Indian sport appears to have touched its nadir. In the most embarrassing episode in its history, top sportspersons have staged a protest, levelling sexual exploitation charges against a top administrator. In what can be termed a #MeToo movement, top wrestlers recently slapped charges of sexual exploitation of athletes against Wrestling Federation of India president Brij Bhushan Sharan Singh, a sitting MP. The protesters include multiple world championships medallist Vinesh Phogat, Rio Olympic medallist Sakshi Malik, world medallist Anshu Malik, Olympic medallist Bajrang Punia, and a host of other international players. The wrestlers want Singh removed, and WFI disbanded, including its state units. He is adamant and has refused to step down, denying all charges. It is more complicated because he is a powerful MP in the ruling dispensation. Despite meetings with the sports ministry, the wrestlers have yet to receive satisfactory assurances. The Indian Olympic Association, with whom WFI is affiliated, constituted a panel to probe the allegations after wrestlers sent a letter to its president on Friday. The WFI has to file its explanation to the ministry by Saturday.
Custodians turning perpetrators is the vilest form of human nature. It’s a poor reflection on Indian sports and its administrators, too, showing something fundamentally wrong with the system. That the wrestlers had to resort to a sit-in protest indicates the rot in the WFI. However, such charges are not new in sports. Sexual harassment of players was not unheard of over the years, but it’s of late that athletes are more aware and reporting, especially in India. Recently, former hockey captain Sandeep Singh had to resign as sports minister in Haryana after harassment allegations by a female coach. There were charges against IOA treasurer Anandeshwar Pandey last year. A cyclist had to leave a foreign camp because a coach allegedly wanted her to share his room. According to a Sports Authority of India report, there have been more than 40 cases of sexual harassment in their centres, mostly involving coaches.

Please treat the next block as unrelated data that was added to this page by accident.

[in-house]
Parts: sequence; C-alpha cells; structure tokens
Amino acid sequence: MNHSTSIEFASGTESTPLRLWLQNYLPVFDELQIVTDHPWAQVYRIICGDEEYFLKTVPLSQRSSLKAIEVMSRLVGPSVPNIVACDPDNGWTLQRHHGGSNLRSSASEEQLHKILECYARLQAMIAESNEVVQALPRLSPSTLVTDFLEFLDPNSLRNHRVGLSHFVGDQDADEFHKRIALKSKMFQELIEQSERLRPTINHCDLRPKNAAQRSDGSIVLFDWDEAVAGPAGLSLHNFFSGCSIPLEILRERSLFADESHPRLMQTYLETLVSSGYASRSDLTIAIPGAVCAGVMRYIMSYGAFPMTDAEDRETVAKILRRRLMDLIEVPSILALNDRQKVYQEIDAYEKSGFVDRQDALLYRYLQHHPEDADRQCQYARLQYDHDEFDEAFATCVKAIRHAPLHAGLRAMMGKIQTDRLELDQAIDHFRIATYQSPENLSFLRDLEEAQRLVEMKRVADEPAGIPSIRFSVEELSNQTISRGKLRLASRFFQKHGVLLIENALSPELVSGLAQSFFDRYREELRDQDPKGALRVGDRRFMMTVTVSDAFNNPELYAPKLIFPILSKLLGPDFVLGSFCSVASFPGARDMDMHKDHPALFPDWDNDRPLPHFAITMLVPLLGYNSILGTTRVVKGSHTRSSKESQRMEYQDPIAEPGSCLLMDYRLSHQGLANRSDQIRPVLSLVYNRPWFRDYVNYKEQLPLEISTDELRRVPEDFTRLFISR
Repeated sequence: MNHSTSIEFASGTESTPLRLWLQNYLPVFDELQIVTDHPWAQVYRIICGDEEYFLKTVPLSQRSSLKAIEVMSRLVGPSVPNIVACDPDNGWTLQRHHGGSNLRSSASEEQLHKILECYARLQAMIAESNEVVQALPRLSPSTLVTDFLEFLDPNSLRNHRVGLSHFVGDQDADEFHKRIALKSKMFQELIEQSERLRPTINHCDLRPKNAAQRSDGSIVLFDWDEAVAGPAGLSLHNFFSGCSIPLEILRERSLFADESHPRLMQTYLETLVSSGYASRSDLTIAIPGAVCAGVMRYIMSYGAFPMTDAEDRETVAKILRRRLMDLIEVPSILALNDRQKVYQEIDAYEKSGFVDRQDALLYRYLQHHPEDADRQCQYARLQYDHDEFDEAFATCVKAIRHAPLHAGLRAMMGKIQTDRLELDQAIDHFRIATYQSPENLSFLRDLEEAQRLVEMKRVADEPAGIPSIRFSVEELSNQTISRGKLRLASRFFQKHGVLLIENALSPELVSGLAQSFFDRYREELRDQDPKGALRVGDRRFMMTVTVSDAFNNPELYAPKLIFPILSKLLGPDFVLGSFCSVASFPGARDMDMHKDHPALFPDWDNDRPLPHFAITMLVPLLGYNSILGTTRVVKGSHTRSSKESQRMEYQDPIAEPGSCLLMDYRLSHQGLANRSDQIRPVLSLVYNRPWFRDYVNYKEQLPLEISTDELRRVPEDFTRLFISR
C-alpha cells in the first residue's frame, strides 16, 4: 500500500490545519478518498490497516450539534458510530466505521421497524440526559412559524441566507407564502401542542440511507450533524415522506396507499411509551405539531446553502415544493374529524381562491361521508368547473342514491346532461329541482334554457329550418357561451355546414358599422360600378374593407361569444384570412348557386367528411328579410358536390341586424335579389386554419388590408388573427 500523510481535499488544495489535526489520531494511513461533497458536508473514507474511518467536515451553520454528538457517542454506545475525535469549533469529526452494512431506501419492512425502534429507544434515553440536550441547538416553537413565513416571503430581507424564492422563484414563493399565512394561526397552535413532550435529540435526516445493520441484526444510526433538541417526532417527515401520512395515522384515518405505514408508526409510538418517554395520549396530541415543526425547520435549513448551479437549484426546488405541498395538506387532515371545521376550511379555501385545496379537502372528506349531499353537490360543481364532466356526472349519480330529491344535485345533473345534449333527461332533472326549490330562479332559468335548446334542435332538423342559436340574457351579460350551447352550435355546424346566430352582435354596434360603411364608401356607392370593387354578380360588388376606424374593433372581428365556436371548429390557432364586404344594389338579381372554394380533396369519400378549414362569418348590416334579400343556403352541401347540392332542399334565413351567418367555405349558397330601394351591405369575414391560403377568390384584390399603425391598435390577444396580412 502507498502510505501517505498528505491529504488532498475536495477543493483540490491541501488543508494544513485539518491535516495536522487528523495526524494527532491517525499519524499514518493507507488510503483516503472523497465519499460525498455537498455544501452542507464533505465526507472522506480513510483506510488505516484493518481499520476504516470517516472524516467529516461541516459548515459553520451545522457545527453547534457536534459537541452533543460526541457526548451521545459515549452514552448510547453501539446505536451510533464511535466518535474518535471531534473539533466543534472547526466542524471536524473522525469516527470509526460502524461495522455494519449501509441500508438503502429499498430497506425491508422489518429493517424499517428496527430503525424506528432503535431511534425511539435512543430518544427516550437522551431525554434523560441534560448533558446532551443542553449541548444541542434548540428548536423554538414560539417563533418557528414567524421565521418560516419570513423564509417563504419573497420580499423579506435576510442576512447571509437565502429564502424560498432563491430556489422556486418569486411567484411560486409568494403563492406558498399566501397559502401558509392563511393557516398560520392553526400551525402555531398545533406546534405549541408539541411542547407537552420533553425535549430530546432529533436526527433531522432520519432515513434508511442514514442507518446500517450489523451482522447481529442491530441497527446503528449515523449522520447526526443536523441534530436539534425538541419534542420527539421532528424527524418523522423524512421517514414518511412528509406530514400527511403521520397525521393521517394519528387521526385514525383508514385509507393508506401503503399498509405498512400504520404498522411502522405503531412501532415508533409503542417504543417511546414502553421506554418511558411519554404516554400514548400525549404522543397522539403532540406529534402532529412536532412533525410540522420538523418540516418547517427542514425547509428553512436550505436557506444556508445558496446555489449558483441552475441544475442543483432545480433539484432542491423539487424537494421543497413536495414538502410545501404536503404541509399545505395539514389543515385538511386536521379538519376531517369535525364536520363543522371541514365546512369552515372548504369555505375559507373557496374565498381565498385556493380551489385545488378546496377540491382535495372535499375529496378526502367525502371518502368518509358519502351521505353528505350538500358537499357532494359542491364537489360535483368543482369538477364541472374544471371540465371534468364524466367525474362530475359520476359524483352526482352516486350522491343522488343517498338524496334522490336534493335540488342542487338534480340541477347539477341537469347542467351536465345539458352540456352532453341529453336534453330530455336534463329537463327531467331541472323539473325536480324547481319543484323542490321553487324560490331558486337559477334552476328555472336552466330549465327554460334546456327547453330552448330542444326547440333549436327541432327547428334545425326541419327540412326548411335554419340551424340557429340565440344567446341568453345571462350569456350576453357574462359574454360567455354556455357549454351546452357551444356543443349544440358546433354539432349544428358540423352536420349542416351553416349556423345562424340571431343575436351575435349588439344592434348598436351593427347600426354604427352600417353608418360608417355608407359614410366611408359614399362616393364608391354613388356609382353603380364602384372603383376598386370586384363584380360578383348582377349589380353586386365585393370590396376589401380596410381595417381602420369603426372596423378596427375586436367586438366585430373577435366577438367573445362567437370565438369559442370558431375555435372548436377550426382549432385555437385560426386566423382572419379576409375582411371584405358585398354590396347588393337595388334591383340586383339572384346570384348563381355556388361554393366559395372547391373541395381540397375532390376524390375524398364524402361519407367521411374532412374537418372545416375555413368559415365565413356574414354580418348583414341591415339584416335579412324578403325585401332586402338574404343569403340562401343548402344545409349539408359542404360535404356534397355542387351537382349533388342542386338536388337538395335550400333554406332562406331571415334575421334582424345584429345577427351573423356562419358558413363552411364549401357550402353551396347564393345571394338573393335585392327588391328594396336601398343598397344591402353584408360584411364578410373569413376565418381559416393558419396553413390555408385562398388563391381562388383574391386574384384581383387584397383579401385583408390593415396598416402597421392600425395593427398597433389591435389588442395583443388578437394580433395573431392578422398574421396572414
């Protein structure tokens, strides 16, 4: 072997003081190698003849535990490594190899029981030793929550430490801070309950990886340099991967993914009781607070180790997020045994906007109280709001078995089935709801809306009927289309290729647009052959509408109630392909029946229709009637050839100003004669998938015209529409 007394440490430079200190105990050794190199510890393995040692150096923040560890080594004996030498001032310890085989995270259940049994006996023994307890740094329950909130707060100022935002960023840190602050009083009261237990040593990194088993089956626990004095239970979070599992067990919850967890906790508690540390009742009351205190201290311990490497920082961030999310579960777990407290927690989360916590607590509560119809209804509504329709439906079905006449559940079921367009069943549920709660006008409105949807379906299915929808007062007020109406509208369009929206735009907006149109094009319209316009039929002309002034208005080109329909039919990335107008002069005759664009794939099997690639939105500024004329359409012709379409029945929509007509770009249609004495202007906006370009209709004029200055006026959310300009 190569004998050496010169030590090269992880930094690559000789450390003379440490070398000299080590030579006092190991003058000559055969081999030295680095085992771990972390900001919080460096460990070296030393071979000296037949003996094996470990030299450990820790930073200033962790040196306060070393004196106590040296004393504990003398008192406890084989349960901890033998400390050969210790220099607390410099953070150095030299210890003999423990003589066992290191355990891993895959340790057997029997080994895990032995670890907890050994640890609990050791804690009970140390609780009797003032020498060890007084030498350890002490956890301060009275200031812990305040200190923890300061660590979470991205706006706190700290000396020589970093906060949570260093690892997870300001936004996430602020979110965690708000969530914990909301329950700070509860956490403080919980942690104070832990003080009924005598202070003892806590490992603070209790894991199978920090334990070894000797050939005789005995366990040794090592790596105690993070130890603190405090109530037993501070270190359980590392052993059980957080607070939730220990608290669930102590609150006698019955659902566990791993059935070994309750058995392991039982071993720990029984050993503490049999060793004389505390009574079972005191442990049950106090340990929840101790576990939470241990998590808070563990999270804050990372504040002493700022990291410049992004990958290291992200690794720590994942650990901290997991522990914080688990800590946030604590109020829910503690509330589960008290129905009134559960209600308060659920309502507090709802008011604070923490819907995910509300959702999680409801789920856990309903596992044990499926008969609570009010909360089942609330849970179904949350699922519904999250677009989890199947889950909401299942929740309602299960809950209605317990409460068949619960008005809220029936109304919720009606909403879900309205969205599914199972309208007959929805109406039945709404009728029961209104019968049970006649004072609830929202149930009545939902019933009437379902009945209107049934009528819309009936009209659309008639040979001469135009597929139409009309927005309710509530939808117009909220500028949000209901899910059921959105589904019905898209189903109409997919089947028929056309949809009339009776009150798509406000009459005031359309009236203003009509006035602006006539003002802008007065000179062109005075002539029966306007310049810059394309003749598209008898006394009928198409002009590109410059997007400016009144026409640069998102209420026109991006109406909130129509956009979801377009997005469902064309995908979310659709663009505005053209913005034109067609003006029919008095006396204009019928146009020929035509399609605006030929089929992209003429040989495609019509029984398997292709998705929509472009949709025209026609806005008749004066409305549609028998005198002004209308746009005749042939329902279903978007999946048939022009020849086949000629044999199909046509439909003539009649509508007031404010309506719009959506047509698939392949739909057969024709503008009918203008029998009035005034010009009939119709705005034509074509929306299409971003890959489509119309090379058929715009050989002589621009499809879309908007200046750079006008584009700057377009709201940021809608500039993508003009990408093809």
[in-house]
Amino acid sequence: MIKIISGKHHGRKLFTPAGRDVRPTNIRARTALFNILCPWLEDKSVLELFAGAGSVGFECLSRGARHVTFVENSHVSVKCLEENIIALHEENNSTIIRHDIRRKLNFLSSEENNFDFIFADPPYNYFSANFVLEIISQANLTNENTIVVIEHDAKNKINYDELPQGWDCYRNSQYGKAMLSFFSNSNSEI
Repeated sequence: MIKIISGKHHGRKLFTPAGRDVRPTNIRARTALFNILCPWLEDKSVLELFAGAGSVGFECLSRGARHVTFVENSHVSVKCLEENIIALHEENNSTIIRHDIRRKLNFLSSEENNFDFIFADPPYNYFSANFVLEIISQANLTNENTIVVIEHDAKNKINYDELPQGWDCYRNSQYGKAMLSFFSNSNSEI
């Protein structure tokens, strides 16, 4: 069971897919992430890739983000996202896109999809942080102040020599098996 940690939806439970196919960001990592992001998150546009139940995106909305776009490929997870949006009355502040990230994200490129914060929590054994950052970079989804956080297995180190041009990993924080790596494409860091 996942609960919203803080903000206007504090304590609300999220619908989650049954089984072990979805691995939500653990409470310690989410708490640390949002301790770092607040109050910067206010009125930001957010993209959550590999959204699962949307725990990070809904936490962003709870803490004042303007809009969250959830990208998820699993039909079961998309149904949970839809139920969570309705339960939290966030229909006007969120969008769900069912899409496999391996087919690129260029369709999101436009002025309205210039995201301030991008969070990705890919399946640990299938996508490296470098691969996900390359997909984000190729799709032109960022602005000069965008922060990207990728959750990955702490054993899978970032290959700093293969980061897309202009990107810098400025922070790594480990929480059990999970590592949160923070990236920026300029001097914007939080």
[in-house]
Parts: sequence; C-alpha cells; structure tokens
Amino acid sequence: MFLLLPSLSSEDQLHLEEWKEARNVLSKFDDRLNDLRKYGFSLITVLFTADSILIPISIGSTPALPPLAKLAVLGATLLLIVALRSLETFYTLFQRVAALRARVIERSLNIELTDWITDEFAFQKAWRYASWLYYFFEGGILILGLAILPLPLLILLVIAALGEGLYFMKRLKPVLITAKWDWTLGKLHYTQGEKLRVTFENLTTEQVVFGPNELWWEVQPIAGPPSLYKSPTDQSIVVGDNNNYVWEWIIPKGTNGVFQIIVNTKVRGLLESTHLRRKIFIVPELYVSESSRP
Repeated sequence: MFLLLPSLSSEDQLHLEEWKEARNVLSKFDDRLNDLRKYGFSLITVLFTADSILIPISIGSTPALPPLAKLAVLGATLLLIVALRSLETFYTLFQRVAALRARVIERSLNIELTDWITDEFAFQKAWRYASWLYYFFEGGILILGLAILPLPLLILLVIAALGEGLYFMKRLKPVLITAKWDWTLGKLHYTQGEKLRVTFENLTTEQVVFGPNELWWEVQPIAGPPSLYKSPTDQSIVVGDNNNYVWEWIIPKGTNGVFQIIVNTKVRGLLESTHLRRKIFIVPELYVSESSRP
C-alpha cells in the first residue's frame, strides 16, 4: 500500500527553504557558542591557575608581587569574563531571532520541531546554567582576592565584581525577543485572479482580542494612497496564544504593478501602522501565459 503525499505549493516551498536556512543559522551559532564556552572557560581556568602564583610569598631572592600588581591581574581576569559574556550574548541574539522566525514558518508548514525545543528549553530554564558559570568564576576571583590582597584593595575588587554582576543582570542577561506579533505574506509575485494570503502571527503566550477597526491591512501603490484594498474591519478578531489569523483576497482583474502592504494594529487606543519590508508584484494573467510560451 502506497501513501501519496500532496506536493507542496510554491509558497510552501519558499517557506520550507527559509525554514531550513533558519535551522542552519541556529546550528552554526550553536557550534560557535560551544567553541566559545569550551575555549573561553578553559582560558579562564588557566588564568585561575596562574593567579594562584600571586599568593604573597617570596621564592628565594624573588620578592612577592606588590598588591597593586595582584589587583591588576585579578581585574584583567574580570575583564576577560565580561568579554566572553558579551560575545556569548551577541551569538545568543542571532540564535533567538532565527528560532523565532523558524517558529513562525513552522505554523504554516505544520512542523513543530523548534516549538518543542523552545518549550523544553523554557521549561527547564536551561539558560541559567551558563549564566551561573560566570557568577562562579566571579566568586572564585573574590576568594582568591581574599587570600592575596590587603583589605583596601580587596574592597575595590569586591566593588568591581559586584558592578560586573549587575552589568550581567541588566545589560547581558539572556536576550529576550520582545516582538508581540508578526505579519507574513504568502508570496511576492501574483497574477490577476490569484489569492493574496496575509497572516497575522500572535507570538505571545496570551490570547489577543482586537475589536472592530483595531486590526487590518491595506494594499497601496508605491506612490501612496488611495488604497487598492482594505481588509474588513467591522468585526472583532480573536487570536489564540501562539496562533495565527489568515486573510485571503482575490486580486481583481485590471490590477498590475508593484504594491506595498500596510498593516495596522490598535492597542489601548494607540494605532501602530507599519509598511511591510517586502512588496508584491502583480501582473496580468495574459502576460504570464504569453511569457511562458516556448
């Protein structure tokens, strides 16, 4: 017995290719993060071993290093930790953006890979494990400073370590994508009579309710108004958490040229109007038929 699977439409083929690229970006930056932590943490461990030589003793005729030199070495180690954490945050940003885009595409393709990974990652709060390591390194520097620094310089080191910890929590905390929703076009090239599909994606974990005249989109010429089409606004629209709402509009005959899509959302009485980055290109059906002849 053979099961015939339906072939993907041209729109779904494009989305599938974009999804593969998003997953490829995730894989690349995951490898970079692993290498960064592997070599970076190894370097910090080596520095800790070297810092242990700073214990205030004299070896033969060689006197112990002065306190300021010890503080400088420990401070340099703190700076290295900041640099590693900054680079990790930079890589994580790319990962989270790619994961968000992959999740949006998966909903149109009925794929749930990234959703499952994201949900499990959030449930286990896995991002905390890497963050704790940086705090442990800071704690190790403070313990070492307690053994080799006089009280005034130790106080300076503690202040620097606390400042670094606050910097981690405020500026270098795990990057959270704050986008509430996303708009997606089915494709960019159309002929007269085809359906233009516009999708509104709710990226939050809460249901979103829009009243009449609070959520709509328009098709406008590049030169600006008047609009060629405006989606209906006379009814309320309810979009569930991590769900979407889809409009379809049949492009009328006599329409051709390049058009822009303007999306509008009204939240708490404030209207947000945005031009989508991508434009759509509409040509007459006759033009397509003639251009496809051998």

Look at the mental and physical turmoil the players are forced to undergo. Sexual exploitation is a crushing psychological blow that would leave them scarred forever. Whom do they trust? Parents and guardians will think twice before leaving their wards in the supposedly secure environment of a national camp. As Vinesh said, this is not just one issue; it’s about bigger issues. It’s time all stakeholders come out and end this malaise.